Telecommunications companies are in a unique position to solve this problem because central offices (COs) are usually located close to their customers’ premises and thus close to IoT devices. In addition, COs can be transformed into clouds. Similar to the cloudlet concept, in which small-scale cloud datacenters at the edge of the Internet are used to support resource-intensive and interactive mobile applications, this can extend IoT service providers’ computing facilities to the network edge.

There are several initiatives to achieve this goal, mainly built around mobile-edge computing (MEC)—a network architecture concept that enables cloud-computing capabilities and an IT service environment at the edge of the cellular network. Among these, the Central Office Re-architected as a Datacenter (CORD) initiative seems to be better suited for convergent telecoms, as it integrates network function virtualization (NFV) and software-defined networking (SDN).

Telefónica is utilizing open-source OpenNebula and ON.Lab’s ONOS to prototype a new generation of CORD-based Central Offices that are fully IPv6 compliant and allow for the deployment of programmable services rather than the traditional black box solutions provided by proprietary solutions. Telefónica’s OnLife project aims to virtualize the access network and give third-party Internet of Things application developers and content providers cloud-computing capabilities at the network edge.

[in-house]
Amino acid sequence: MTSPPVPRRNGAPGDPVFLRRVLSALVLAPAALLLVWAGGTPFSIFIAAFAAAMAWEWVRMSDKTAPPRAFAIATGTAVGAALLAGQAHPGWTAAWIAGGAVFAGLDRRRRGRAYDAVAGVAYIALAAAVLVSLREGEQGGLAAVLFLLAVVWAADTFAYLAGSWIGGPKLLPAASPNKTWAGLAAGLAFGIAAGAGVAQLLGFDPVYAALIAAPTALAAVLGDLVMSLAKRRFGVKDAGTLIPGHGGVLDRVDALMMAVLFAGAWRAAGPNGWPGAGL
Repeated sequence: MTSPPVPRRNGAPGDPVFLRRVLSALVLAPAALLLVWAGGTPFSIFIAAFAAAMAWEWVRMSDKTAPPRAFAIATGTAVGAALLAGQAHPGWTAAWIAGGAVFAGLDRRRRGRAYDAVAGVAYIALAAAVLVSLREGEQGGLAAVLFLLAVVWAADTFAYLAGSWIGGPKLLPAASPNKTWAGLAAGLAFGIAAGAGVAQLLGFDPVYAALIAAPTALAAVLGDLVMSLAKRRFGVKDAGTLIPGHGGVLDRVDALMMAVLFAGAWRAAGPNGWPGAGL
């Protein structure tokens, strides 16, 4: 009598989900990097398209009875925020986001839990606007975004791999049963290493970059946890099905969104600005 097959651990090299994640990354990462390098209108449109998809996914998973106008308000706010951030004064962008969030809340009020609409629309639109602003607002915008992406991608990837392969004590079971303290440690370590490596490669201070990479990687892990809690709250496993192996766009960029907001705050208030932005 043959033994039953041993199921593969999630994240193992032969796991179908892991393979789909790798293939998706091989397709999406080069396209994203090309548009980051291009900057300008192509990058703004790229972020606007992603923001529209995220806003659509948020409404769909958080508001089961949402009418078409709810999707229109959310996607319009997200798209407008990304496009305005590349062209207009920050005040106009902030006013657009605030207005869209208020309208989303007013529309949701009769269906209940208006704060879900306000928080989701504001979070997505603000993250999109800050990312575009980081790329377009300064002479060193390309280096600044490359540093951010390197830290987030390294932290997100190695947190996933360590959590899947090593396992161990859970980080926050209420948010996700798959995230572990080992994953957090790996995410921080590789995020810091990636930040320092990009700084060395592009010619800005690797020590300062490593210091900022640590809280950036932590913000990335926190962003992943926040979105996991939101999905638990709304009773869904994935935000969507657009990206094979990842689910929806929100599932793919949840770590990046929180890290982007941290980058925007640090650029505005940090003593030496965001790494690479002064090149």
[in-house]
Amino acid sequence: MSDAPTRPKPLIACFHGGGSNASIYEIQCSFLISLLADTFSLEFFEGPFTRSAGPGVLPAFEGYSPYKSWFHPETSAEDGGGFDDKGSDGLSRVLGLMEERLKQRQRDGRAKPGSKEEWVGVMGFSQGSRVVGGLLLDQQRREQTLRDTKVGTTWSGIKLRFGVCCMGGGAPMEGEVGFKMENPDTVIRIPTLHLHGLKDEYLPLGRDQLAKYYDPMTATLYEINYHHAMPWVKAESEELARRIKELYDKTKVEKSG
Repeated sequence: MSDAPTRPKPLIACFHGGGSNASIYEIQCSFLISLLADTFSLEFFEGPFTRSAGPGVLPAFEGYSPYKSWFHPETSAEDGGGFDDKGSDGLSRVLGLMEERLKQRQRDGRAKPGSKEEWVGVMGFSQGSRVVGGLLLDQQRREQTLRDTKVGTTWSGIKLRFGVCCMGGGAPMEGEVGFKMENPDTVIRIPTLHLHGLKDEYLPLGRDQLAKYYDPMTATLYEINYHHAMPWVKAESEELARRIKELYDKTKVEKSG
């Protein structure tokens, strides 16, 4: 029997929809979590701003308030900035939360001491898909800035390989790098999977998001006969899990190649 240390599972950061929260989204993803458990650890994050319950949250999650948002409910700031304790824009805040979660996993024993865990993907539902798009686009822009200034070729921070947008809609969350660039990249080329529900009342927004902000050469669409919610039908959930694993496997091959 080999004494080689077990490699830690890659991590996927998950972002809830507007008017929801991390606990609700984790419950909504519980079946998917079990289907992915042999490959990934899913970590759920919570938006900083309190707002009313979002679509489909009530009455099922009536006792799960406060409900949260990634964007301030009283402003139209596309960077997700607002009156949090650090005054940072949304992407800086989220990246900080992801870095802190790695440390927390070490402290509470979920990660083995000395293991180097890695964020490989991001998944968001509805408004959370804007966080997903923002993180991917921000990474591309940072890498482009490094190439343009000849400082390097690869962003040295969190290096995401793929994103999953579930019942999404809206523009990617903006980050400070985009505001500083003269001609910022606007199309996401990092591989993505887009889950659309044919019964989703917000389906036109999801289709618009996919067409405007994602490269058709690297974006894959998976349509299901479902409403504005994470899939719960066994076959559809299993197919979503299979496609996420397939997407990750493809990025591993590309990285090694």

cord-paper-ieee-computer-rev20161207

If you want further details about how Telefonica is using OpenNebula to build its Edge Computing platform you can download the paper “Extending the Cloud to the Network Edge” or attend the Telefonica keynote “Fast Prototyping of a C.O. into a purpose built Data Center for Multi-access Edge Computing” in the upcoming 5th edition of the OpenNebula Conference in Cambridge, MA, 19-20 June.

OpenNebula 5.4 ‘Medusa’ Beta is Out!

The OpenNebula project is proud to announce the availability of the first beta release of OpenNebula 5.4 ‘Medusa’. This version is the third release of the OpenNebula 5 series. A significant effort has been applied in this release to stabilize features introduced in 5.2 Excession, while keeping an eye in implementing those features more demanded by the community.

As usual almost every component of OpenNebula has been reviewed to target usability and functional improvements, trying to keep API changes to a minimum to avoid disrupting ecosystem components. An important focus has been on the vCenter integration, with an enhanced network and storage management. Also, new components have been added to improve the OpenNebula experience.

A major overhaul has been applied to the vCenter integration. The team decided to go all the way and level the vCenter integration with the KVM support. This means: